The Christmas Barber

Posted in: Homilies

December 25, 2017 Click on the left end of the black bar to play/pause

December 25, 2017
Luke 2:1-14
Fr. George Smiga

Wyatt Lafrenière is a six-year-old boy who lives in Quebec, Canada. Wyatt is autistic. Because of this, it is difficult for Wyatt to stay still, and he is hyper-sensitive to being touched. Even the simple task of getting a haircut is a next-to-impossible ordeal. So Wyatt’s mother was grateful to find Franz Jacob, a barber who caters to autistic clients. When Franz plans to give Wyatt a haircut, he schedules the appointment at the end of the day so that he has as much time as he needs. It often takes an hour and a half. He closes his shop because he knows that things must be quiet. He likes to start by playing a game with Wyatt or sharing some candy. Franz says, “If I can get him to smile, that builds trust, and things go much easier.”

As the haircut begins Wyatt often starts wandering around the shop. Franz follows him, speaking softly and carrying his scissors. If Wyatt sits down on the floor, Franz gets down on his hands and knees and crawls over to the boy, ready to make a clip or two. If Wyatt lies down on his stomach with some toy, Franz will lie down next to him and wait patiently until he can reach over gently and catch a tuft of Wyatt’s hair in his shears. “The secret to success,” says Franz, “is for me to realize that Wyatt will not conform to me. I must conform to him. I need to follow him, adapting to his movements and his moods. That is the only way to give Wyatt a haircut.”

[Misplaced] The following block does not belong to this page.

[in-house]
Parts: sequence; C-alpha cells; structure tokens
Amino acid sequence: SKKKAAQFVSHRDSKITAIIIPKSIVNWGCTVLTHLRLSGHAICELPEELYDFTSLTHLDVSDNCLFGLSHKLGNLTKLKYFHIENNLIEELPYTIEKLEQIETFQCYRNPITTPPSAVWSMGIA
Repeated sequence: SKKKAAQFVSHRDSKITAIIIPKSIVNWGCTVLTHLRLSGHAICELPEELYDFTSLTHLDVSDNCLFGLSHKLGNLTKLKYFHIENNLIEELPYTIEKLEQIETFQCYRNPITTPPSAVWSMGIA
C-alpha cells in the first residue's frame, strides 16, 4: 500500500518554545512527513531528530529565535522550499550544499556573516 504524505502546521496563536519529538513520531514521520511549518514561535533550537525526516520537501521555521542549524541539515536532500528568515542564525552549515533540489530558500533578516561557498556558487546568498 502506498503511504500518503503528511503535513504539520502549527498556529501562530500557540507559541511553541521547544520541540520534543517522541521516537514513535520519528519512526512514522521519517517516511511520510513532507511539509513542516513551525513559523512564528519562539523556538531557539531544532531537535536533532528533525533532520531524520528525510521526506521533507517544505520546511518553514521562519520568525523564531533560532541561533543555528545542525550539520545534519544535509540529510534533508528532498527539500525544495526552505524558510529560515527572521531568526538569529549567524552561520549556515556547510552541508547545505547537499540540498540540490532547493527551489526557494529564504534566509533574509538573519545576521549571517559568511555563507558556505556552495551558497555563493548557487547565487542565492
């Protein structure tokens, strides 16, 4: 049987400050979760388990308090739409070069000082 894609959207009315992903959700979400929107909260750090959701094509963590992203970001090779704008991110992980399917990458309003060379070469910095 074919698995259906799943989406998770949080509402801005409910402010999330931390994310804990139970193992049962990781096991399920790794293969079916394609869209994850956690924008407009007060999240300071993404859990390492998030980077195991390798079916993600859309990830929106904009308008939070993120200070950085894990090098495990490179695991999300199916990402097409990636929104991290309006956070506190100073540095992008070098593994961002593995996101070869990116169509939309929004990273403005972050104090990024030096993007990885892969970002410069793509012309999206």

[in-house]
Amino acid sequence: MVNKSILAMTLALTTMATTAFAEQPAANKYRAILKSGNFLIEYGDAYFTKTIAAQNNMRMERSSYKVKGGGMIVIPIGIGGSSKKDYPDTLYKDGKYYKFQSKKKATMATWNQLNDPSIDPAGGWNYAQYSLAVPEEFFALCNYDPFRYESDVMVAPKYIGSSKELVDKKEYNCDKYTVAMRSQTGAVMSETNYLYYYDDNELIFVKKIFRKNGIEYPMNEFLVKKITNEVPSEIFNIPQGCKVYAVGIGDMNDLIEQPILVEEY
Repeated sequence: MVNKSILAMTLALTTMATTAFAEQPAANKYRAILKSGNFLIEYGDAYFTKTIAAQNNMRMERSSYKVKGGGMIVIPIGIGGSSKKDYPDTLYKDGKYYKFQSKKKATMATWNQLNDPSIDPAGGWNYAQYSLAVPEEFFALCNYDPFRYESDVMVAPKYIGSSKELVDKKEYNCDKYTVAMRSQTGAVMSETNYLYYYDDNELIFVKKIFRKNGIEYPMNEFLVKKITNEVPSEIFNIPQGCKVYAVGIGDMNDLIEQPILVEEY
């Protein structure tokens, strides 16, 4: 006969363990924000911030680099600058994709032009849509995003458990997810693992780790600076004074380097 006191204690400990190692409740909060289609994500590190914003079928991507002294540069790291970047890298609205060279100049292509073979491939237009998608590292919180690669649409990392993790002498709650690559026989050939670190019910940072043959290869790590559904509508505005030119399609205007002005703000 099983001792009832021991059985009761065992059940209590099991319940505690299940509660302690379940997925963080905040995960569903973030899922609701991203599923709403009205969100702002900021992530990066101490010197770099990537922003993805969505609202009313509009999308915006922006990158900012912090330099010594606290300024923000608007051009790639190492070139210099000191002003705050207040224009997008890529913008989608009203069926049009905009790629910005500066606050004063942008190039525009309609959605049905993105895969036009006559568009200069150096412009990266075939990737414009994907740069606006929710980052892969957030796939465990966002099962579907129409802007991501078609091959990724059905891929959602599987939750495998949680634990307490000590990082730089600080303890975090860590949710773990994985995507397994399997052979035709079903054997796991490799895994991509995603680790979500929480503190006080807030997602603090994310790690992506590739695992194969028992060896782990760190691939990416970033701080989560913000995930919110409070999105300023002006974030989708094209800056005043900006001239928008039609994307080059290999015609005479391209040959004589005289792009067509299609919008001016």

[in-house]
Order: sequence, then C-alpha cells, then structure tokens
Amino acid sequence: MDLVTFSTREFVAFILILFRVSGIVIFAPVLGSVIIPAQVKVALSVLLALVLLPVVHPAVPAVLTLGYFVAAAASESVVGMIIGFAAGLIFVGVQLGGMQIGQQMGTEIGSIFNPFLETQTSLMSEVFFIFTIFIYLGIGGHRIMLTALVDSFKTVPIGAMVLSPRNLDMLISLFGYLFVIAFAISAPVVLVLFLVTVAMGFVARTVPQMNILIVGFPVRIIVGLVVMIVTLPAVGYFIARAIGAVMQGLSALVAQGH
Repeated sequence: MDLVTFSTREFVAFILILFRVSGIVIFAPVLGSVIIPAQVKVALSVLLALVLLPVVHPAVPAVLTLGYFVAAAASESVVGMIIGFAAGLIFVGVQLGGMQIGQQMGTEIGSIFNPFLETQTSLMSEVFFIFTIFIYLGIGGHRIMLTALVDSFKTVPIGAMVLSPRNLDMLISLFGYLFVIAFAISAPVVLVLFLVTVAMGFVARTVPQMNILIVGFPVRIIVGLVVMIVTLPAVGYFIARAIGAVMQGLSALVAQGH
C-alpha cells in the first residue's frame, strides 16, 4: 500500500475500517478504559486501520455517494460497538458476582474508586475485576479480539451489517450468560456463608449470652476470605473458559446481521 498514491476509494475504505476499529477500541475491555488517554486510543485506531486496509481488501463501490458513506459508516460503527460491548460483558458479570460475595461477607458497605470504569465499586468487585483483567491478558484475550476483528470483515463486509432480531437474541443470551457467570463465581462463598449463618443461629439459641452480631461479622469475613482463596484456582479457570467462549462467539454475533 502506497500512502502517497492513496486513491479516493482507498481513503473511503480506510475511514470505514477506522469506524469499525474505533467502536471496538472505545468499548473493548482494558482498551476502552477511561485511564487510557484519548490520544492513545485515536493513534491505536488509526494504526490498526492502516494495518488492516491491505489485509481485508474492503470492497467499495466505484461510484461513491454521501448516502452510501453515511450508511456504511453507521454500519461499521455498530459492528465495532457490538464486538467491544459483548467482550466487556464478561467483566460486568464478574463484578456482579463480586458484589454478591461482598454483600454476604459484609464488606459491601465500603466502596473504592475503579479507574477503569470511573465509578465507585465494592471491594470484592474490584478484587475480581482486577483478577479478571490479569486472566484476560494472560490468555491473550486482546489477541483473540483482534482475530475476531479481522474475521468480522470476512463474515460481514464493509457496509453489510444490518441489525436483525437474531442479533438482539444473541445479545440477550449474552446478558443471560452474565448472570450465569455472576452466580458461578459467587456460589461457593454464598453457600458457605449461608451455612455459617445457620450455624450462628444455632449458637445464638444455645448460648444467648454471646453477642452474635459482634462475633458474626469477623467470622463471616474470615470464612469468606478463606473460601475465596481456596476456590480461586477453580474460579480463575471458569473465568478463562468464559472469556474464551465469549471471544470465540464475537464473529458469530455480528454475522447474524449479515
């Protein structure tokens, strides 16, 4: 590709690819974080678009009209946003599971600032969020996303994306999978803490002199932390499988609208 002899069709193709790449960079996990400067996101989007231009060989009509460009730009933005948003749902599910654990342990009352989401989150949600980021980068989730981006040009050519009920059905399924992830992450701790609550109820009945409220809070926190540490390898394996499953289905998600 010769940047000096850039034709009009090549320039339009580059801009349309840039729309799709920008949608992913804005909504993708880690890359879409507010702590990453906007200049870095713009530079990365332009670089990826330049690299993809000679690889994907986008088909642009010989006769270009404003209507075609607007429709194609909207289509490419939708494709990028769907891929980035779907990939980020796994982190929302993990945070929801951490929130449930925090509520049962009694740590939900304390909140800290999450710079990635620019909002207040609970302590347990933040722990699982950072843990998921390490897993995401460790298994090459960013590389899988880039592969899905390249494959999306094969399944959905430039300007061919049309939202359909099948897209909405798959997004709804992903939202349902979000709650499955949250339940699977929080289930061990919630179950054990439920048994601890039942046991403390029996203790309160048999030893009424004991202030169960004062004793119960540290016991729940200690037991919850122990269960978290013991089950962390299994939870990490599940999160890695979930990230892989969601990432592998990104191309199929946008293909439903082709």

Now the story of the barber and his client is an appropriate one for us today on Christmas. What we celebrate today is not simply the birth of a child, or even as the angels tell the shepherds “the gift of a savior.” It is in fact the gift of a savior who chooses to be human like us. The great mystery that we celebrate today is the mystery of the incarnation, a mystery that tells us that our almighty God chose to take up human flesh and become like us in all things but sin. Like the barber in my story, God did not wait for us to adapt to God. God chose to adapt to us, to take up our frail human nature and to make it God’s own.

Now the good news that comes from this profound mystery is that God knows every graced human experience personally. The importance of family, the joy of friends, and the beauty of living are aspects of life that God sees with human eyes. Worries about the future, doubts and indecision, the reality of pain are truths that God feels with a human heart. Hope for the future, the willingness to serve, and the desire to be loved are experiences that God understands with a human soul.

Most importantly the power of the incarnation is not limited to the day of Jesus’ birth. What the incarnation reveals is the way that God deals with us always. So as we gather together with family and friends over the next few days, we should remember that God gathers with us, joining in the memories, the stories, and the love that humans share. If you are troubled by some family issue, some conflict at work, or a personal failure, know that God comes down on hands and knees and crawls next to you to give you support and grace. If you are devastated by a failure in a relationship, the betrayal of a friend, or the loss of a loved one, and you lie flattened by grief and hopelessness. Believe that God will lie down next to you and wait for the moment to reach over gently and touch your pain.

The birth of Jesus reveals that God is willing to adapt to us, to follow our movements and our moods through the twists and turns of our lives. The joy of the gospel does not flow from our efforts to conform to God, but from God’s choice to conform to us.

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